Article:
Perhaps a water element in your yard next spring & summer might provide added hours of serenity??  Yes, the neighborhood raccoon or fox may be really delighted especially if fish are involved, but be brave and realistic about what you think you may like to do.  In writing on water, Mitchell reminds us it’s important to move any plants out before the hard freeze sets in and winter has taken a toll but it’s all doable with planning.  After all, this is Colorado and while we may be plagued by rabbits, gophers, voles, deer and elk, that’s all part of the reason we enjoy living here – so relax and enjoy it!!  Just don’t put the expensive plantings out with the welcome mat.

Arguably, Mr. Mitchell’s combined books & columns have an east coast and southern slant, however I honestly felt he captured the satisfaction of thinking outside the box and seeing how gardens and gardeners evolve,   even as he shares stories of friend’s passions and struggles in the world of horticulture.  I doubt if any cypress, wisteria, azalea or camellia, even Jefferson’s beloved fig trees & tomato varieties will make a permanent presence in our arid growing zones, but it certainly is fun reading about them!  

Tuesday, December 2, 2014

Natural Holiday Decorations by Irene Shonle

Frost has long since withered most things outside, but that doesn’t mean you can’t still use natural decorations to cheer up your home for the holidays and bring life to the winter.

Evergreen branches are of course a mainstay, and we are blessed with many options and a lot of opportunity up here.  I like using Douglas fir branches, because they are soft, lay flat, and smell good.  It can also look great to mix a variety, including spruce, lodgepole, and ponderosa.  These can be used in swags, wreaths, or arranged in large planter pots by the door where the weather may add some natural “flocking.”

Consider increasing interest by incorporating some lesser-used evergreens.  Kinnickinnick has leathery green leaves that withstand frost, and bright red berries to boot!  Creeping Mahonia has holly-shaped leaves that turn reddish in the winter; it’s the closest thing we’ll find to holly in Colorado.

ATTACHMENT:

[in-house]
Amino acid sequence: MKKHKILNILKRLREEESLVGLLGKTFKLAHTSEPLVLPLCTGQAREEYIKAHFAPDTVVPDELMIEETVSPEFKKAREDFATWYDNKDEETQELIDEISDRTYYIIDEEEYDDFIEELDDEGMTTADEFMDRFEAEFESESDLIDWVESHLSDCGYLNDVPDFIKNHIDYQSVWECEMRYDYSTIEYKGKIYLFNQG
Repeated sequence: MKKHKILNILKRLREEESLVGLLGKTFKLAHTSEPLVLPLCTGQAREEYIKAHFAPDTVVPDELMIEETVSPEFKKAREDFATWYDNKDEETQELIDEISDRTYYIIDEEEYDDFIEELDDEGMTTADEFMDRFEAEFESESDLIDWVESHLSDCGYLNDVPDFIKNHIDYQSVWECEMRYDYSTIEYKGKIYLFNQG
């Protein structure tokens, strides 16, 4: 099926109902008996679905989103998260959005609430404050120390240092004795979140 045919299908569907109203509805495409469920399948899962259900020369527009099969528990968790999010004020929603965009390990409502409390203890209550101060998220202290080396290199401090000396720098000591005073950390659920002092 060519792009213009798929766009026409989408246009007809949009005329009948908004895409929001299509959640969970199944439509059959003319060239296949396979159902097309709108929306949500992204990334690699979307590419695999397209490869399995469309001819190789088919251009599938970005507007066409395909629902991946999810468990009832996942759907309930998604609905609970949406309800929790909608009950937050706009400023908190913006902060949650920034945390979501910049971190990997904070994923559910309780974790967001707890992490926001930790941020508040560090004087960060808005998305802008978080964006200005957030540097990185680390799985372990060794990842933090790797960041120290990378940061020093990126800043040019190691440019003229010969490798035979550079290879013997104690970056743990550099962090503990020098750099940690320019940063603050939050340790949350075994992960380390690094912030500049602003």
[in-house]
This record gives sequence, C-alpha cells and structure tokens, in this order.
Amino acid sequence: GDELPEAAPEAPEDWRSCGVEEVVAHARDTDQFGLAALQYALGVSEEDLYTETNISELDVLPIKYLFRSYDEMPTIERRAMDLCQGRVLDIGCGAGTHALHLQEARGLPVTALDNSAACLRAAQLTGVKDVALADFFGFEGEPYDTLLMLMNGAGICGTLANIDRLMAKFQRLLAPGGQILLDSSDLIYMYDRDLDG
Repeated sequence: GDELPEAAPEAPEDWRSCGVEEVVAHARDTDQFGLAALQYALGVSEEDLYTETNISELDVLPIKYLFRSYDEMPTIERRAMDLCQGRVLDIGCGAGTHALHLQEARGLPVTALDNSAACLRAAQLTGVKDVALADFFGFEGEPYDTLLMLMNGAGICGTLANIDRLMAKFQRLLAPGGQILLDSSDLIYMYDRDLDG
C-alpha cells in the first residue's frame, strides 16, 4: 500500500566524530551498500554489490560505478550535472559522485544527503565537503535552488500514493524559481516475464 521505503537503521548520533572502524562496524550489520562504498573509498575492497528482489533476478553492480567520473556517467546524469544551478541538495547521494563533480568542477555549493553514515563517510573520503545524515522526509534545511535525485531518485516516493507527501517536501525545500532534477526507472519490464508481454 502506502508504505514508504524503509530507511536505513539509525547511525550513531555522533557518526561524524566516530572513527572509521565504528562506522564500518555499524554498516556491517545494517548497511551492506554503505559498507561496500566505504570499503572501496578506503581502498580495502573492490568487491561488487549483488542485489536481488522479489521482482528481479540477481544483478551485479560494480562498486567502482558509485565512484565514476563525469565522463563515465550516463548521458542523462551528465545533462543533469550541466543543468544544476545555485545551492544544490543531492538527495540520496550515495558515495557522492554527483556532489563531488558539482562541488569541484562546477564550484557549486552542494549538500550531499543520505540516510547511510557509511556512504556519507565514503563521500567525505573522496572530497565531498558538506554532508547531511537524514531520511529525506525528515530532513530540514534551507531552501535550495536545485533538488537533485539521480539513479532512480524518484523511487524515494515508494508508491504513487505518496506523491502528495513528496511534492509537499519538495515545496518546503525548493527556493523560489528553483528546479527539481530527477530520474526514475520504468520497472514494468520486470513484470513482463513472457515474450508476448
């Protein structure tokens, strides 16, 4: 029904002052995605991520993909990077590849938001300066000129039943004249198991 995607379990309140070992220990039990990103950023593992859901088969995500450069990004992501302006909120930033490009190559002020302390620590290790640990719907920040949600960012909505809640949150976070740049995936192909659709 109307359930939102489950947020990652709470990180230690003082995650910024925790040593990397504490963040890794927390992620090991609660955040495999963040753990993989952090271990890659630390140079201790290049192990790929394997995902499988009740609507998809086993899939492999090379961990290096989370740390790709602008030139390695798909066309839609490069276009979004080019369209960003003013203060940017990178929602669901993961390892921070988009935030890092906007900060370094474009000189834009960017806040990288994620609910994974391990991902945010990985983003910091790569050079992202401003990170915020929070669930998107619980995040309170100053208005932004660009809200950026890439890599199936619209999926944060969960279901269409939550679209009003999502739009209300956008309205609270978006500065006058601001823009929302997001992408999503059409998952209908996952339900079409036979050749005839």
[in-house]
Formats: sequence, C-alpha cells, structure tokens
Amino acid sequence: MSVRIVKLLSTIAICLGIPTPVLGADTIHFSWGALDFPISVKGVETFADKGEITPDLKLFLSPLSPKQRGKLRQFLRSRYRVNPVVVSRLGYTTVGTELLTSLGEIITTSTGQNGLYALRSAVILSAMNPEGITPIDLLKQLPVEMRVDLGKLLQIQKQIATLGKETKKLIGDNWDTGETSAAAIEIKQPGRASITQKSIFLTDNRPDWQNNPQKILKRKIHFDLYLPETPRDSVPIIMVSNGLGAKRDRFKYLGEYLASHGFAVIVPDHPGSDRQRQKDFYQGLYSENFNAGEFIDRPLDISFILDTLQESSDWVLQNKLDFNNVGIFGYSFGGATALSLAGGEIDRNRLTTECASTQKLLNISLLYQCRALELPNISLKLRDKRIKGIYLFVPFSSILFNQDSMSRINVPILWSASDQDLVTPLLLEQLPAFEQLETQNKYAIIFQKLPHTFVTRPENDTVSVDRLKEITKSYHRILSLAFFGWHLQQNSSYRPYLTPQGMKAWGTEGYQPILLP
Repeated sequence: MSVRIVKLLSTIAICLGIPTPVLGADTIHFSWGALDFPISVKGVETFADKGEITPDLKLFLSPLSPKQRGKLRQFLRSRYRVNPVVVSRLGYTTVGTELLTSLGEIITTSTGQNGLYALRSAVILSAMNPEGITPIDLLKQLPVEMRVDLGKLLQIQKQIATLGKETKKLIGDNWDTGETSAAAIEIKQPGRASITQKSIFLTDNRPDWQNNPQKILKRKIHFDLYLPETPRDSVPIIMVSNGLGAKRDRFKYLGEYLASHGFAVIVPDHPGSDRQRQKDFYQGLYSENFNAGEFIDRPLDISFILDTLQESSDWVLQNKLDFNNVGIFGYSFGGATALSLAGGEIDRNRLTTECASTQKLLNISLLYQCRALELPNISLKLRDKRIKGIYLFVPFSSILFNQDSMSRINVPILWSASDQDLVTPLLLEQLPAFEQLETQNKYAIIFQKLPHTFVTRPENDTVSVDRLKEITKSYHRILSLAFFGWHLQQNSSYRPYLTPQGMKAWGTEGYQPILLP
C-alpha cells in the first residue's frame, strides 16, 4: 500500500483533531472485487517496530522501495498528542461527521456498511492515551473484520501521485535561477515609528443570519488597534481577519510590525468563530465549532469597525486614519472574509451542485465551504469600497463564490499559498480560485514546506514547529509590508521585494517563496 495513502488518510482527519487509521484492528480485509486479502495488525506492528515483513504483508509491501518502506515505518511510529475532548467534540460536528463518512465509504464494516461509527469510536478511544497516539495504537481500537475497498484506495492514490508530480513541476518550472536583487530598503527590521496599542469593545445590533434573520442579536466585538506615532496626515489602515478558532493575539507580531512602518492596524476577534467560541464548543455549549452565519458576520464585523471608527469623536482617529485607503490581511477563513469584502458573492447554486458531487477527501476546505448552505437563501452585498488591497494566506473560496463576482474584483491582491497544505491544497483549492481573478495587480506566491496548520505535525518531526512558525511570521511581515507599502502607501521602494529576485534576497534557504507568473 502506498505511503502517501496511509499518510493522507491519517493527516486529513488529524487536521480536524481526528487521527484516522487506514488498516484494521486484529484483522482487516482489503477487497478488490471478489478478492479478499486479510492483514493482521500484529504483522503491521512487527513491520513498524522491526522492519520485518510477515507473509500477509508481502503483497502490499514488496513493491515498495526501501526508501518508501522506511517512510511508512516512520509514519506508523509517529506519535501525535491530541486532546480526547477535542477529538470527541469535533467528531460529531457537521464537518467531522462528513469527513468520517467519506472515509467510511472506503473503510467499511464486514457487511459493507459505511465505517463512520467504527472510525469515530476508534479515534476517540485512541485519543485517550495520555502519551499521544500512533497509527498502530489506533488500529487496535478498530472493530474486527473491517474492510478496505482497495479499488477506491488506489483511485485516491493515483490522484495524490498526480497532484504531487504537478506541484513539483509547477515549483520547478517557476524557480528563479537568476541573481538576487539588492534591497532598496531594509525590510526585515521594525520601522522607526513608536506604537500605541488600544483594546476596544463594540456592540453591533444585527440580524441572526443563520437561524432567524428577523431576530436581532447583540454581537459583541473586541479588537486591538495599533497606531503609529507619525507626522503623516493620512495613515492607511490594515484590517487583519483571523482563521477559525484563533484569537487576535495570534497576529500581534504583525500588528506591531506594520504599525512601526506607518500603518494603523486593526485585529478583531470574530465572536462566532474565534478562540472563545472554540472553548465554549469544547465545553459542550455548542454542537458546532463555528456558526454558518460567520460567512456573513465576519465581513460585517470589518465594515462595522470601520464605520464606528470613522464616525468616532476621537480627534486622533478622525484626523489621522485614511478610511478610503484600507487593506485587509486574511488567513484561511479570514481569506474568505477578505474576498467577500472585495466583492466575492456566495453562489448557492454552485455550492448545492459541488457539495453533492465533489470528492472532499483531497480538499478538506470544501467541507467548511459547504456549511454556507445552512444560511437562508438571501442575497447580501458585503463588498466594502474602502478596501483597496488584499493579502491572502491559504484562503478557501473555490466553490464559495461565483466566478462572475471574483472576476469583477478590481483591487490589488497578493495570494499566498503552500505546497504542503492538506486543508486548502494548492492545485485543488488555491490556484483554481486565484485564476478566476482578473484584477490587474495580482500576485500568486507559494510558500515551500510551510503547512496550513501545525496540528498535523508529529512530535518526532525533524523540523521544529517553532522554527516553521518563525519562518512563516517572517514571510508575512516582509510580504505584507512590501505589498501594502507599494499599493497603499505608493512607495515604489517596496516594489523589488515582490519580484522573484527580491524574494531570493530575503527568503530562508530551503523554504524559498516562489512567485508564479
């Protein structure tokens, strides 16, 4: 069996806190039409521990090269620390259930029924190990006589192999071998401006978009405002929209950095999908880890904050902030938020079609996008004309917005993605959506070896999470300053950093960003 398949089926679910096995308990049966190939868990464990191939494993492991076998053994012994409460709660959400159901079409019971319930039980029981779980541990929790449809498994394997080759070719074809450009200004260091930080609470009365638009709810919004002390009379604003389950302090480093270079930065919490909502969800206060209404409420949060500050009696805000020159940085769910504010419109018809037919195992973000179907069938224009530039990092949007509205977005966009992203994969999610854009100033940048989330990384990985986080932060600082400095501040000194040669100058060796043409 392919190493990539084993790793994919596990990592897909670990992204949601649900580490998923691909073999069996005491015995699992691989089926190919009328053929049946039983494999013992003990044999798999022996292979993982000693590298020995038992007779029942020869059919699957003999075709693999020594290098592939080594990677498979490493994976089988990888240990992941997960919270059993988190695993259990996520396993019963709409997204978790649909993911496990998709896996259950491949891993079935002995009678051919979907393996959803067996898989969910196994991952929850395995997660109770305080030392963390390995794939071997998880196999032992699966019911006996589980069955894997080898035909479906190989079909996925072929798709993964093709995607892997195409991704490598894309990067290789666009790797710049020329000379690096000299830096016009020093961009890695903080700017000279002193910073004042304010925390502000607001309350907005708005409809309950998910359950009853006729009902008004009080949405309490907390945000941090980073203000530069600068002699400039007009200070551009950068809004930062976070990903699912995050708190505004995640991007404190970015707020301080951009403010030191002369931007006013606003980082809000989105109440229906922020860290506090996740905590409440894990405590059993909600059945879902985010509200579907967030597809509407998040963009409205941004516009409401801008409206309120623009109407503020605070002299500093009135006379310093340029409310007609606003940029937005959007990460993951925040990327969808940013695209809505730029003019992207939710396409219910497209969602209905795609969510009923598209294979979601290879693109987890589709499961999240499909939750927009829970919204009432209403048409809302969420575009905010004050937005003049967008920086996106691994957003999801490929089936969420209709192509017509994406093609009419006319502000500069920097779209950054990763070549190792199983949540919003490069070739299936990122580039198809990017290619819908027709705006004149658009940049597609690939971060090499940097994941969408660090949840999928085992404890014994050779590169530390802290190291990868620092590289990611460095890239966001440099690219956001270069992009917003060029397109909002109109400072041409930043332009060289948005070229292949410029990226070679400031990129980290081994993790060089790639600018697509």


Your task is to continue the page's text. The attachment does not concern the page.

For touches of color, look for wild rose hips.  After a moist summer like this last one, they are plentiful.  Put them outside after you are done to give the wild birds a snack, or make rose hip tea.

Pinecones have endless decorative uses – you can spray paint them silver or gold or with flocking, string them in garlands to grace a mantel or door, attach pinecones to a cone-shaped floral foam base to create a miniature tree, attach them to gifts, artfully arrange them around a candle as a centerpiece, and more.    If you become really inspired, next year make a mental note to gather pine cones in the fall, before the snow covers them.

You’ll need a trip to the supermarket rather than the great outdoors for this one, but I am enchanted with orange slice ornaments.   They are simple to make, thrifty and stunning.  Take a nice orange (you’ll probably need about 3-4), slice it into many thin (1/4”) slices on “the equator” (not end-to-end).  Then either dry them for a week or more on cooling racks (for airflow), or if you are in a hurry, you can place them in a 170° oven for 3 hours directly on the oven racks.  Put a ribbon through it, and enjoy the way the sun lights them up like little stained glass windows.  For best effect, place your tree (or ornaments) by a window.

A final fun natural decoration is to make ice lanterns for a special event.  Fill balloons with water and place outside in below-freezing weather.   When the outside has frozen solid (about an inch or more thick) but the center is still liquid, pop the balloon, pour out the water, and place a candle in the hollow.  How long you need to let it freeze will depend on how cold it is, so keep checking them.